The recent history of new interfaces on the free desktop is not a happy one. Three years ago, the release of KDE 4.0 resulted in a user revolt whose like had never been seen. This year, the releases of GNOME 3 and Ubuntu’s Unity have produced similar revolts, but on a smaller scale.
Looking at these reactions, I am starting to wonder: Are the developers of free desktops become obsessed with design principles at the expense of what users actually want?
Not too many years ago, the question would have been absurd. Built on the free and open source software (FOSS) principle that developers worked on whatever interested them, the free desktop used to be a hodgepodge in which just getting a dialog to have the same name when it was opened from different places was a major achievement. Back then, the idea that too much attention could be paid to usability would have been unthinkable.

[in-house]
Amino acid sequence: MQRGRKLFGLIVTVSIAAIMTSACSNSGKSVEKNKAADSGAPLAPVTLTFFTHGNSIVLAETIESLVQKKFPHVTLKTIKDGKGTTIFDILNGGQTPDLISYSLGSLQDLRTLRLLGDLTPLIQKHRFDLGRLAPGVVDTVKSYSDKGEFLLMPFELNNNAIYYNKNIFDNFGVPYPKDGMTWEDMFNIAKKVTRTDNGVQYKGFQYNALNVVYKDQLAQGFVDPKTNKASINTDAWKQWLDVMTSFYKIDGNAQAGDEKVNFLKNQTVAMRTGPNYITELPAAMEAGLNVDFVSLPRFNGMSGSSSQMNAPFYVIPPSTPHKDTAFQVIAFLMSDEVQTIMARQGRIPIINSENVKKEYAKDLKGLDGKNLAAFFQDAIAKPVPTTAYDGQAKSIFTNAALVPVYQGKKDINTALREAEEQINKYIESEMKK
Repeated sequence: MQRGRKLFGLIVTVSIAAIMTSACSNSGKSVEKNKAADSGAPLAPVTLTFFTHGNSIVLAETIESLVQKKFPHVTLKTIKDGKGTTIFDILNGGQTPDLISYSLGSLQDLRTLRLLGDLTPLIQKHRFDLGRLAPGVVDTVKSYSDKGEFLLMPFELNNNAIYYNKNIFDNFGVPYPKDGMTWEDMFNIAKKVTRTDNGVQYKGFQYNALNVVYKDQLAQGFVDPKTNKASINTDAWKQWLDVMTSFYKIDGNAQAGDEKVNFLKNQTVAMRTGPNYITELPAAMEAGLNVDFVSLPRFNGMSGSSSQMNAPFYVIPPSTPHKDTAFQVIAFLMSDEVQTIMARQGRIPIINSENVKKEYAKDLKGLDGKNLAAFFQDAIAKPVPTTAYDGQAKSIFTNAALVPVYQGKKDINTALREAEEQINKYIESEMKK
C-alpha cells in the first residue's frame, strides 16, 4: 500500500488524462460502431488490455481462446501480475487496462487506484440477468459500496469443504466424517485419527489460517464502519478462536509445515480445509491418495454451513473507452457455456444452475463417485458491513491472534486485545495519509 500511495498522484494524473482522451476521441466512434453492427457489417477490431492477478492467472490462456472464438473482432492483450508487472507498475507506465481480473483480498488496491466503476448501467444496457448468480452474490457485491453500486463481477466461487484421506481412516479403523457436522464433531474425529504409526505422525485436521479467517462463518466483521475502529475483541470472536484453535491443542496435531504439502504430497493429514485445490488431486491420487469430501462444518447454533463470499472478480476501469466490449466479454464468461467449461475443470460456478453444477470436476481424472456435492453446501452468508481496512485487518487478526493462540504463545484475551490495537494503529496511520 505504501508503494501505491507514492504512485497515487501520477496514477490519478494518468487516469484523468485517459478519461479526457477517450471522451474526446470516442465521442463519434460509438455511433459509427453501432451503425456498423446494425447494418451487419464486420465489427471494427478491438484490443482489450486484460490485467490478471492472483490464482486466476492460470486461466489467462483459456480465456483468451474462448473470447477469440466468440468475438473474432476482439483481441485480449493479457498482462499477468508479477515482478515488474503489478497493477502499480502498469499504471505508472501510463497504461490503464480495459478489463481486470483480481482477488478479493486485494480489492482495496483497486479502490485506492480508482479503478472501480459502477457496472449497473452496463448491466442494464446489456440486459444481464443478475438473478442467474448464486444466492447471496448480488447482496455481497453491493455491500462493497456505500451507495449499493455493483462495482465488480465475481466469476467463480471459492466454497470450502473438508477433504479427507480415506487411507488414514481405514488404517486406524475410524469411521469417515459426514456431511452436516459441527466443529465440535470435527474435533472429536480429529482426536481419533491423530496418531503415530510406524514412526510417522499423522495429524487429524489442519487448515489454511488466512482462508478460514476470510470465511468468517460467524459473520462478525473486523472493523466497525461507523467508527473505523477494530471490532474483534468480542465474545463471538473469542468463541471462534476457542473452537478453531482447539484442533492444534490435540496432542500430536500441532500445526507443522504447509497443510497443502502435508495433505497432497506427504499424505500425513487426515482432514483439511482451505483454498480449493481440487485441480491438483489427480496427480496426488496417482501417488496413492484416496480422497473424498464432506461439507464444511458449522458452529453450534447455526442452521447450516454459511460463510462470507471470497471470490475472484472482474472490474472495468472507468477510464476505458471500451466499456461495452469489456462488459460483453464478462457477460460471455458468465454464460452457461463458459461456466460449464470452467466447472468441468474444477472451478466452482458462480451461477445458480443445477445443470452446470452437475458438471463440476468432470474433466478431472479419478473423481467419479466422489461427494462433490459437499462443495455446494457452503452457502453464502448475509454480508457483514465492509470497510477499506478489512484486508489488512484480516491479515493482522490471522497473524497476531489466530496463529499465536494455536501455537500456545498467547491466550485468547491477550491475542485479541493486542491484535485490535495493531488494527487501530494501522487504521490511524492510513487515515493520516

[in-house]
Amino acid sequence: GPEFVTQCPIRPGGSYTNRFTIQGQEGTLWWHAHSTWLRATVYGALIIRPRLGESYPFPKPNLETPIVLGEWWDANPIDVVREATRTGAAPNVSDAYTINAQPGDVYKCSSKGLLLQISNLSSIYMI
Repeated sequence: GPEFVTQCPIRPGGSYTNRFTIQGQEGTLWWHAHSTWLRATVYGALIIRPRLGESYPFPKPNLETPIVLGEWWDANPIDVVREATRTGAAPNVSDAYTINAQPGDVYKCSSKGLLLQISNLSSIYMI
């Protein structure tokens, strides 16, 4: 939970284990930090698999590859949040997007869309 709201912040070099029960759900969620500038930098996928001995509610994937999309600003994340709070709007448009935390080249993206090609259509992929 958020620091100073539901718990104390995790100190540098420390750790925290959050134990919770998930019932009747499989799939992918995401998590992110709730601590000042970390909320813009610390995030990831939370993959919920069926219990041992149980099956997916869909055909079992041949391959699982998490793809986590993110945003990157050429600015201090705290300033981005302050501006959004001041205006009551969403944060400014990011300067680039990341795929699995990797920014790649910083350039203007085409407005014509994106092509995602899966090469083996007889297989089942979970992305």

But, beginning with Sun Microsystem’s detailed user study of the GNOME desktop in 2001, free desktop developers have been becoming increasingly aware of usability issues. Almost always, the result has been interfaces that are easier to use, more efficient, and more aesthetic.